The fourth-year Monte Vista head coach raves about her athleticism — “if she was a soccer or softball player she’d be the best player around in those sports, too,” he said – but what he marvels about is her balance, charm and leadership.
Maggie’s Water Polo Future
That’s another reason why every college in the country is after her, but she is totally mum about what that choice will be.
“Yes, she’s intensely driven, but when she gets out of the pool, she’s the funniest kid on the team,” Getty said. “It’s hard to believe, but she’s somehow everyone to everybody. She’s got it all.”
Furthermore, Mendoza says the same thing. And that’s after being a teammate for almost a decade. “I mean she’s really hilarious,” Mendoza said. “She’s got this great personality and is such a free spirit. She also has such a great presence. No matter who you are she’s approachable. She cares about you. Add that plus she’s gorgeous and really, really smart, and what’s not to love?”
She’d love the duo to reunite at Cal, but like everyone else — “We’re all waiting to see where she’s going to pick.”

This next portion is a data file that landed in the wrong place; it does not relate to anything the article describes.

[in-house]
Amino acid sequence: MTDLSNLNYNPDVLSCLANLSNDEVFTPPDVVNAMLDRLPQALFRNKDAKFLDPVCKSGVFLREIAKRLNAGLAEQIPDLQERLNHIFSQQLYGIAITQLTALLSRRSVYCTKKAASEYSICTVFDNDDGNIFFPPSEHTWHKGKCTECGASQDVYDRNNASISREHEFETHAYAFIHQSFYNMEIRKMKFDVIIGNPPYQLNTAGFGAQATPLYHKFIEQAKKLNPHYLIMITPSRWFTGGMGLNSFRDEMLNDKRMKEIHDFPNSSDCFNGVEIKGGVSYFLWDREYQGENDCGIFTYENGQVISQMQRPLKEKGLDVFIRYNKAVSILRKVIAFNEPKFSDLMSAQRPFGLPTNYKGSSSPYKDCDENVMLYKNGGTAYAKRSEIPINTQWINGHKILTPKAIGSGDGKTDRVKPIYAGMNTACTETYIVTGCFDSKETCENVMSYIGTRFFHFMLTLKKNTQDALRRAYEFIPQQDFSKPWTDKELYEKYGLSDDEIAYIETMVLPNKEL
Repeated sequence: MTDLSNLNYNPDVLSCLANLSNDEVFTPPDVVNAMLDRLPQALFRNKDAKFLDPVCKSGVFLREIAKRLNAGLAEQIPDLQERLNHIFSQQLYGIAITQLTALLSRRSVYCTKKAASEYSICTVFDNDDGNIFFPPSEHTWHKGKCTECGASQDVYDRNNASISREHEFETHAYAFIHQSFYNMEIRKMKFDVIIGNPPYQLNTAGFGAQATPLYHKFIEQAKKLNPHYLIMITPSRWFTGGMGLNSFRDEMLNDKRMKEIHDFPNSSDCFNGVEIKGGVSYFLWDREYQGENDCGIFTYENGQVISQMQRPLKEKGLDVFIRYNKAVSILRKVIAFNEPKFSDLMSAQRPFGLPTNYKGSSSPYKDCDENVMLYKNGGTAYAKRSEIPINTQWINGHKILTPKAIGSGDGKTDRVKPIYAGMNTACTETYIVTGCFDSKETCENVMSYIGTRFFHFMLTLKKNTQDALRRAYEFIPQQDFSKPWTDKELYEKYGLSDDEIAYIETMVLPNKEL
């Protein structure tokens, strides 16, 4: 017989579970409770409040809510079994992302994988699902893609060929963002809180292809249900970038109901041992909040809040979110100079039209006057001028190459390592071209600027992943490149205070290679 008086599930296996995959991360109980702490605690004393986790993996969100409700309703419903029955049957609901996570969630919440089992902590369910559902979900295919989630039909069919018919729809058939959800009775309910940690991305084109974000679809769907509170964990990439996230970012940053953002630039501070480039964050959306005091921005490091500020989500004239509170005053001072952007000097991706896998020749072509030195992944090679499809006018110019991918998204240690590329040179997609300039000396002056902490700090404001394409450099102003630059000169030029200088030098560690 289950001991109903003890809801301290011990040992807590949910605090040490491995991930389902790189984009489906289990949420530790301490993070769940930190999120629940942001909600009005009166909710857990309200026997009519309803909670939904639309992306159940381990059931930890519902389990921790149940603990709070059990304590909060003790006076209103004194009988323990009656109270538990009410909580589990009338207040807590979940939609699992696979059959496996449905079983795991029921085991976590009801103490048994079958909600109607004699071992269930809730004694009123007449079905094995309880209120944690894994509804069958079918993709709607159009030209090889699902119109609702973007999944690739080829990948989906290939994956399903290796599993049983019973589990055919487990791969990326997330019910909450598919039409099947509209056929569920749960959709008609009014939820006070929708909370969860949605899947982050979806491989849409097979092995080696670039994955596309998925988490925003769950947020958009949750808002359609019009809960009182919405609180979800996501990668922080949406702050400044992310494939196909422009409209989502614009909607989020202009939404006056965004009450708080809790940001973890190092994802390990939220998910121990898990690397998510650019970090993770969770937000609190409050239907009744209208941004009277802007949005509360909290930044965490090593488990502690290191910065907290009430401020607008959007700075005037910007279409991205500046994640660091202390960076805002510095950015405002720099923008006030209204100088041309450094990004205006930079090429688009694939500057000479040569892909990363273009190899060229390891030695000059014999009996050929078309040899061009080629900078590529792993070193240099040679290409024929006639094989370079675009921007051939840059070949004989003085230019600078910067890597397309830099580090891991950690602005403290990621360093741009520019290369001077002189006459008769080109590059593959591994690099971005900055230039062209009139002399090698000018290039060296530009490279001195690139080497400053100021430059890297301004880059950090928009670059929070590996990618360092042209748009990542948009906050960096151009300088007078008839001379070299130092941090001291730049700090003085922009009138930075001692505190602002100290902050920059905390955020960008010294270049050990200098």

Steffens Inspired by Water Polo Family
Steffens is also reluctant to toot her own horn, barely acknowledging her strengths. She does appreciate her gifts. She said her success in the pool wasn’t ingrained or forced upon her by her family. As a result, they simply inspired her.
“I just look up to my siblings,” she said. “They’ve been my inspirations and role models.”
She admits that she’s had a love-hate relationship with the game.
“I liked it right away and made a lot of friends and enjoyed the social aspect of it for sure,” she said. “But water polo can take up your life. Luckily, I’ve just always had a passion for it.
“I guess what I love most is just how competitive it is. It challenges you both mentally and physically. It just naturally drew me in.”
When people like O’Toole-Purcell say she could be the best in the world at it, Steffens doesn’t tighten up.
Just like her game-winning goal against Australia, she calms herself, draws from the past, shoots and scores.
“(Those expectations) help empower me,” she said. “They spark my fire.” ✪
By, Mitch Stephens